You see how material like this blesses my soul. I could go on almost infinitely expressing how my own relationship with the Lord and reading of His Word is enriched by those who’ve gone before me, but have left some written sustenance for me. These books standing on my shelves are my friends. They stand politely, waiting for me to sit down and listen to some of the most thoughtful and inspiring members of the Christian family known to me. They await only my time and attention.
3) in your ministry? The effects in my ministry are probably largely the reflections of what these readings have done in my own soul. Luther on the Psalms has often done a poor job, and this makes me careful in how I see Christ in the Psalms. Owen is sometimes overly sharp in his criticisms and this makes me careful of criticism. On the other hand, taking what seemed obvious to Augustine and wondering why it isn’t obvious to me has probably made me more thoughtful of some assertions. And Warfield’s care over the text has certainly encouraged my own carefulness in Word ministry. I know that my sermons & writings are littered with quotations from these men. More immediately, I also have a "Theology Breakfast" many Thursday mornings from 7-8am where I simply read from these men to whomever appears. Over the years, this has helped to introduce these men to those select few in the congregation who are willing & able to come to break their fast of theology.
4) Also, please do a post on the five to ten most influential books you have read. I love reading "MOST" lists and hate writing them. I will answer this question autobiographically, about which books I perceive to have been particularly used of God in my own life, not necessarily commending these books as the 5 or 10 BEST books out there, or that I would recommend now to everyone.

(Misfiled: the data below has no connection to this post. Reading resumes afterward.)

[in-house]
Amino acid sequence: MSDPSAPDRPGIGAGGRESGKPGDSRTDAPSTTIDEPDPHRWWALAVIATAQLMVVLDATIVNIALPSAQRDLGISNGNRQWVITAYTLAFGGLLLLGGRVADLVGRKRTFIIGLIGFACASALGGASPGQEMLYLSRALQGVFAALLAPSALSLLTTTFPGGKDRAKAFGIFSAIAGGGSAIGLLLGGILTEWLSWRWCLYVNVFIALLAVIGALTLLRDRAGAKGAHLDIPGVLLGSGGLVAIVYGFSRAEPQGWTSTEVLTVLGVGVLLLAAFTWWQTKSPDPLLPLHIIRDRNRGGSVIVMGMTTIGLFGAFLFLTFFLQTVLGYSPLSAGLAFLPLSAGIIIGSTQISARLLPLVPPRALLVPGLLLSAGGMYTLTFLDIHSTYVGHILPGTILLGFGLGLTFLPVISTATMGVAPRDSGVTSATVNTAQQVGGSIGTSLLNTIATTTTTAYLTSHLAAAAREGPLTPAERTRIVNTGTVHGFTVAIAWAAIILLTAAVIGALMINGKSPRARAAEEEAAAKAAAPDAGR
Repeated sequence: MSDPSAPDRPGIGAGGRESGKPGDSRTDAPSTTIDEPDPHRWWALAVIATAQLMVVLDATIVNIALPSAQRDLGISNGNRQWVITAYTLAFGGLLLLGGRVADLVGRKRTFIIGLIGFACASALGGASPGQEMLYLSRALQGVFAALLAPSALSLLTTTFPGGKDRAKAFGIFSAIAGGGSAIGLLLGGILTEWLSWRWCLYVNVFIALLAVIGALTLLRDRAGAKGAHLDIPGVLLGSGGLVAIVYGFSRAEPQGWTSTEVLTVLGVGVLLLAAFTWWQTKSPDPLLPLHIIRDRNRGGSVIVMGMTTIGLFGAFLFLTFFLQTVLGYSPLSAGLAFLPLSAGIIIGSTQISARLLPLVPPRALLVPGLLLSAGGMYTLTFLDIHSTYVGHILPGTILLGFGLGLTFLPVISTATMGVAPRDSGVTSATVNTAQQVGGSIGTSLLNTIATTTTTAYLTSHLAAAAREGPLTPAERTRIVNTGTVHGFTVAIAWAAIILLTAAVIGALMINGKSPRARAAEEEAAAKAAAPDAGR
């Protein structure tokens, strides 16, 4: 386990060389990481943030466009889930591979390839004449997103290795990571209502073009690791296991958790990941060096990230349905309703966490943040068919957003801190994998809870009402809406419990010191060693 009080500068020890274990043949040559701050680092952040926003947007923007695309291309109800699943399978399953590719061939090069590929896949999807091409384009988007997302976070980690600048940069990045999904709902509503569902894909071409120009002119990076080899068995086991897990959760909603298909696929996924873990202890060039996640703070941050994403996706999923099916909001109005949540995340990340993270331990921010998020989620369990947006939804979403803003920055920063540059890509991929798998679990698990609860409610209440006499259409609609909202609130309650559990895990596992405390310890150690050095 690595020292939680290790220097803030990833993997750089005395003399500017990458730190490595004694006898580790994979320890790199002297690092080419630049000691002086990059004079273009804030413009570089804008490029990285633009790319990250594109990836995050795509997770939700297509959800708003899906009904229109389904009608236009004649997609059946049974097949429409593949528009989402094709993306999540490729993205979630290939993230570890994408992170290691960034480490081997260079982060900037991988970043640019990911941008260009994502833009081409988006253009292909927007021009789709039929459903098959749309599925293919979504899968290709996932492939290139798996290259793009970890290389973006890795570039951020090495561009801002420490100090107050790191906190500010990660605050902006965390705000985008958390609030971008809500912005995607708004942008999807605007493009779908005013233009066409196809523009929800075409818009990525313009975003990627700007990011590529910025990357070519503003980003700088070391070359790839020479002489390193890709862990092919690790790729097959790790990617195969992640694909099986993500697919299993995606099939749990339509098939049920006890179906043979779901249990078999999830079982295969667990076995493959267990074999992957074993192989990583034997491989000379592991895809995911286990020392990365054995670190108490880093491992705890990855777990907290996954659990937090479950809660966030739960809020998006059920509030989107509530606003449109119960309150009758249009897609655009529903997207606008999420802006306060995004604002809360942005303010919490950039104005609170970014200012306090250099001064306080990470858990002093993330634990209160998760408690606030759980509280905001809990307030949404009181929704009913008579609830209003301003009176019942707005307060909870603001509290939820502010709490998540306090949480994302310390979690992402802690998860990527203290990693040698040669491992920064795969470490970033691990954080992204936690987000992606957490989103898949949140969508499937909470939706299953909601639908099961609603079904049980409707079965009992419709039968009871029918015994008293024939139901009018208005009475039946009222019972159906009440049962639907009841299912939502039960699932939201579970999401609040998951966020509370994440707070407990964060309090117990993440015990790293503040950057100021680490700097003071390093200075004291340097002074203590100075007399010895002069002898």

In the 1960’s–my mother’s reading to me of biographies of everyone from Abraham Lincoln and Robert E. Lee to Frank Lloyd Wright. My own reading of the Harvard Classics series, especially the Socratic Dialogues of Plato.
In the 1970’s–The gospels (as a non-Christian), A. W. Pink’s The Sovereignty of God, Roy Hession’s Calvary Road, C. H. Spurgeon’s Morning & Evening, Frederick Crewes’ The Pooh Perplex, J. I. Packer’s Knowing God. The article on Luke’s use of pnuema in Kittel’s. J. I. Packer’s Introduction to Owen’s Death of Death.
In the 1980’s–Dale Moody’s The Word of Truth (because it was so bad, it awoke be to the Southern Baptist situation), John Calvin’s Institutes (this helped turn me from a Presbyterian church-attending agnostic on baptism into a Presbyterian-church attending credobaptist), B. B. Warfield’s Inspiration and Authority of Scripture, B. B. Warfield’s Perfectionism, John L. Dagg’s Manual of Theology, Richard Sibbes’ The Bruised Reed and Smoking Flax, Carl Henry, God, Revelation & Authority, H. C. Porter’s Reformation and Reaction in Tudor Cambridge (because it made the period come alive to me).
In the 1990’s–Richard Mueller’s study on Arminius. I must confess that at this point, by the time I go to my pastorate in 1994, life gets so much THICKER that there is more of a blur, and I am less aware of the influence of individual volumes. It’s not that I’ve stopped reading in the last 12 years, but I am busy now mining Scripture, and being deliberately shaped by so many books, but often in ways that have already been established. So the category of "Influential" is more difficult for me to discern.
In the 2000’s–Ed Welch, When People are Big and God is Small, CJ Mahaney’s Humility.
Dear CJ, I hope that this has helped to answer the question. And now, with Lig, I await your own answers!